It would be a stretch to say that Meghan Daum ’96SOA was the whole reason I went to Columbia, but I did enter the MFA program with the express desire to be turned into a writer as near in style, brio, and, yes, success, to Daum as possible. And it is also fair to say I wasn’t the only one there with that ambition.
Daum’s writing is so elegant, intimate, and ticklishly satisfying that you want to claim her as your own. Discovering a shared affinity for her work can create an instant bond with a stranger; you can also feel a jealous resentment when a reader you deem not quite up to snuff claims to love her as well.
It is fitting, then, that the most effective essays in Daum’s new collection, The Unspeakable, are about those possessive, infatuated, largely theoretical relationships a woman can have with an alluring other woman — what Daum terms “the mystery girl.” She may be your age, but she is probably older; she may be plain, but she is probably esoterically beautiful; you may know her, but she is probably a stranger; and, most importantly, she does the thing you most want to do in exactly the way you most wish you could do it. Daum’s mystery girls include Joni Mitchell, Nora Ephron, Joan Didion (about whom she has written elsewhere), and, for a while, a coven of lesbians she hung out with while she was in the Columbia MFA program.
The collection opens with a breath-stealing, gut-kickingly candid essay about the death of Daum’s mother, described here as a performative narcissist unable to cede the spotlight to her daughter. The piece, which is tender, fierce, rueful, and even funny about the loss of an unloved parent, a topic it seems impossible to even think about without lapsing into sentimentality or childish rage, introduces the theme of the search for a more appropriate surrogate maternal figure. The most resonant subsequent essays describe Daum’s relationships with other women: the way they, like all mothers and mother surrogates, enchant and disappoint her, the way they seem to promise “a life in which there was time for a hundred different versions of myself.” The sorrow that accompanies the realization that there is only one version of yourself, and you are not Joan Didion or Nora Ephron or even, in the reader’s case, Meghan Daum, is a subtle, bittersweet undercurrent throughout the book.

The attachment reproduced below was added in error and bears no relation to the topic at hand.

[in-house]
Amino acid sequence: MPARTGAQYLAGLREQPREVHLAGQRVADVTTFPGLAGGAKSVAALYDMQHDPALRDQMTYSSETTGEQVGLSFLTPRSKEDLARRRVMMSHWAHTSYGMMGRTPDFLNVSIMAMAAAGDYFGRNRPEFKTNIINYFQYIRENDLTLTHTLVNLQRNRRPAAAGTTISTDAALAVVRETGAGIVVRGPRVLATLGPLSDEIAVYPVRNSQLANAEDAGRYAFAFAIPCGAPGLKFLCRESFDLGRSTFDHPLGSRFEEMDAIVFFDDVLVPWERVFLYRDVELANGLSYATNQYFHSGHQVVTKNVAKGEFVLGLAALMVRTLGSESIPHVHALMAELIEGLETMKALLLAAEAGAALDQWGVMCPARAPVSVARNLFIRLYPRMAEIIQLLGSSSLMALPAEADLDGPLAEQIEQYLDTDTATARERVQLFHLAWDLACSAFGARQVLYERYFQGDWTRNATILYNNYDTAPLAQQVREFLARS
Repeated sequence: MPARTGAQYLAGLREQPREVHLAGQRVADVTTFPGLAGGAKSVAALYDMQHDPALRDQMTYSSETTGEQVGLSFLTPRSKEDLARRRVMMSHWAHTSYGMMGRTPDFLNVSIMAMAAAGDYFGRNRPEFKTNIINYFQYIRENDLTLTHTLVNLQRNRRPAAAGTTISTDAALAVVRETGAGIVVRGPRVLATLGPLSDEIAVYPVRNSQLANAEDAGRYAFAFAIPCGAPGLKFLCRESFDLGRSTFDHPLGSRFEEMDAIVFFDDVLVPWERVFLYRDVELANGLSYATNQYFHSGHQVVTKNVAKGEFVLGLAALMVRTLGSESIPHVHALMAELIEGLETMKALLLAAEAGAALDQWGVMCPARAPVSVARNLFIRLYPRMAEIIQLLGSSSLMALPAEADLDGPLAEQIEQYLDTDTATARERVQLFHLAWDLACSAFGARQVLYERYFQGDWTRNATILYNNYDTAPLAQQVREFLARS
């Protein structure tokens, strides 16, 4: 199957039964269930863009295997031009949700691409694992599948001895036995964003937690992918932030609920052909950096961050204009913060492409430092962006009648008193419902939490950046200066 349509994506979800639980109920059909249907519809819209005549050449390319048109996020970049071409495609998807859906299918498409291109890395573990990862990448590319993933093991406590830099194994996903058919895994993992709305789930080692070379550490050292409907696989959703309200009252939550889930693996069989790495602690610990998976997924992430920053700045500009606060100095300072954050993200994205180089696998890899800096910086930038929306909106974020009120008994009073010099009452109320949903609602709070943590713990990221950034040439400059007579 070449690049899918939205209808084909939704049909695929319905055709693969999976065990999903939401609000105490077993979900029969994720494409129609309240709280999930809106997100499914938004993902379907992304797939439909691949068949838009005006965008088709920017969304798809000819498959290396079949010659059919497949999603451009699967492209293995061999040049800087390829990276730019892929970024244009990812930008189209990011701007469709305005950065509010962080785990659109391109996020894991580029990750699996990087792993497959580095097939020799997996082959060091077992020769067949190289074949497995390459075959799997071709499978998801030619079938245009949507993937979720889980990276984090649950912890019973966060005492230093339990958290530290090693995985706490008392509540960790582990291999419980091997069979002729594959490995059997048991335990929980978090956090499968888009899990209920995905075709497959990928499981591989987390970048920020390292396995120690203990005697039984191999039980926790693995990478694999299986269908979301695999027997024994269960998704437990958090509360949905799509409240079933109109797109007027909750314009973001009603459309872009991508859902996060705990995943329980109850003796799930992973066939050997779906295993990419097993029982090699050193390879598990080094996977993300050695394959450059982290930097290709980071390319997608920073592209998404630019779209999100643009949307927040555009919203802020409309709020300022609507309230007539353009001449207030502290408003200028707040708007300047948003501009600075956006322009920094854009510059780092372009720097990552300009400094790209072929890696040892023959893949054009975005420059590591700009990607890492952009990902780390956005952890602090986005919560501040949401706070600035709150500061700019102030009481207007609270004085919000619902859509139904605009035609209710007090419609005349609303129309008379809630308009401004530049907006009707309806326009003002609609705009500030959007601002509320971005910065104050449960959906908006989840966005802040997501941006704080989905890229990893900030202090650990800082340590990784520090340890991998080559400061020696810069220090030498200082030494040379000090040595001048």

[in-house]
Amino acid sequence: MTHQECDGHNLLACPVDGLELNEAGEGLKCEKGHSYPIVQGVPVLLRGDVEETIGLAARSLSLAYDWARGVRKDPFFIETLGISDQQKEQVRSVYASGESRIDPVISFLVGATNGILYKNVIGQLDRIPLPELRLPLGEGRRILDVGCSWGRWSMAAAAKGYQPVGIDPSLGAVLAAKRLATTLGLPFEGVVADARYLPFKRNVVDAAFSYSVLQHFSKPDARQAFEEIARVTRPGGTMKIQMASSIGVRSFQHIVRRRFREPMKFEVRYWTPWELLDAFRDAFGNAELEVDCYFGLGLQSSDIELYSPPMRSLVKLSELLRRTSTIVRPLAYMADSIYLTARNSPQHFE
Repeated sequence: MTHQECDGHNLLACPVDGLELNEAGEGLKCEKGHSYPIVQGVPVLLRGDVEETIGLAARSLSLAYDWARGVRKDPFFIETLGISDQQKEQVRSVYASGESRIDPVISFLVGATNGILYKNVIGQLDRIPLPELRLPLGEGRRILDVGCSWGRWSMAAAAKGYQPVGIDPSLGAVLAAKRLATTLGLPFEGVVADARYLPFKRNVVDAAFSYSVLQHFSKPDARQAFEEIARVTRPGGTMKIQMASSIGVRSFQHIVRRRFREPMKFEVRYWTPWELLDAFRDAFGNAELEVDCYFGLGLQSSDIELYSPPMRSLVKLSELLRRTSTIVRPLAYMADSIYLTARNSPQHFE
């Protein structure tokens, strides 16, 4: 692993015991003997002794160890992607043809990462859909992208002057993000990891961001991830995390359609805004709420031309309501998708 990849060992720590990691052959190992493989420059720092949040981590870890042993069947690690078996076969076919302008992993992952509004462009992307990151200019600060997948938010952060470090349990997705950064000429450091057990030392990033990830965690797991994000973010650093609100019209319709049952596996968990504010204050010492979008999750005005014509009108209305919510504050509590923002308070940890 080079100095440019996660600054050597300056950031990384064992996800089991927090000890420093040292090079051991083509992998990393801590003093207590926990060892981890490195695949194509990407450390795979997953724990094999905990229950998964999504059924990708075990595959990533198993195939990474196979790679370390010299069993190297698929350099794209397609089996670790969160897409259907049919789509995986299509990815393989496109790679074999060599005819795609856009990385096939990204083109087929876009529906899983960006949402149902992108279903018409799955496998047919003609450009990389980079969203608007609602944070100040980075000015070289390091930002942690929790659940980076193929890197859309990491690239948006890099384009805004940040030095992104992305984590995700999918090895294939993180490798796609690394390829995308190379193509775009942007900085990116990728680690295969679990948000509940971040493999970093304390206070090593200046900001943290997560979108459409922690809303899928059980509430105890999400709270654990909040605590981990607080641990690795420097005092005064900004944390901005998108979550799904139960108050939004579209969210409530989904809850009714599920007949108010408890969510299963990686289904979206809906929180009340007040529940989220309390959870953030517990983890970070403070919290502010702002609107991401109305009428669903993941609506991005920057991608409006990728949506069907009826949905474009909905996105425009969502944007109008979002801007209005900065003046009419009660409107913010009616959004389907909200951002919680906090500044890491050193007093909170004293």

After publishing her first book of personal essays, My Misspent Youth, in 2001, Daum wrote a novel, The Quality of Life Report, which was optioned for a film; to write the screenplay she moved to Los Angeles, where she lives now and works as a columnist for the Los Angeles Times. The film was never made, but because of Daum’s elbow-brushing relationship with Hollywood and the entertainment industry, she has gotten to meet some of her mystery girls in the flesh. “I realize the clause ‘Joni and me’ has been written upwards of 10 million times, mostly in diaries with flowers drawn in the margins and in sonnets written in galloping pink cursive,” she acknowledges in “The Joni Mitchell Problem.” But how many of those fangirls get to have dinner with the songwriter, who is forty-five minutes late, chain-smokes throughout, talks about a multinational conspiracy to disrupt the energy fields of humans and the sonar of marine mammals, and compares herself to St. Augustine and Mozart? Perhaps not surprisingly, though still smitten with Mitchell at the end of the evening, Daum manages to lose the notebook containing Mitchell’s phone number and address, and her notes from the interview.
For some, like Daum, after Joni came Nora. As Daum writes in “Invisible City,” “When [Nora Ephron] died unexpectedly in 2012, we all seemed to come out of the woodwork like mistresses at the funeral of a raging yet irresistible philanderer, churning out paeans to her in any publication that would let us and sizing one another up as if saying, ‘She took you to lunch, too?’” She’s not quite as daffy as Mitchell, though Ephron, while a willing and eager mentor, proves herself slightly removed from reality as lived by the non-famous, inviting the writer to a game of “running charades” at her house, where the guests include Nicole Kidman, Meg Ryan, and Steve Martin, none of whom want anything to do with a nonentity like Daum. After insisting that Daum can, with one phone call, set herself up with a When Harry Met Sally-sized career, Ephron concludes that her protégée is actually a columnist, not a screenwriter.
Daum is too gracious to come right out and say that Mitchell was a kook and Ephron was a flake, but it’s hard not to feel disappointed on her behalf. Even in early middle age (Daum is forty-four), you’re not too old to want a more perfect mother figure — someone who will champion your gifts, teach you how to be a person and a writer. In the essay “Difference Maker,” Daum comes to terms with her decision not to have children, writing, “for every way I could imagine being a good mother . . . I could imagine ten ways that I’d botch the job irredeemably.” The book, then, functions as a sort of older-but-wiser examination of the ways the roles of both daughter and mother can fail to fulfill our desire to live “a hundred different versions” of our lives. Daum may never find the surrogate mother figure who will transform her life, but for many of us, she remains the ideal mystery girl.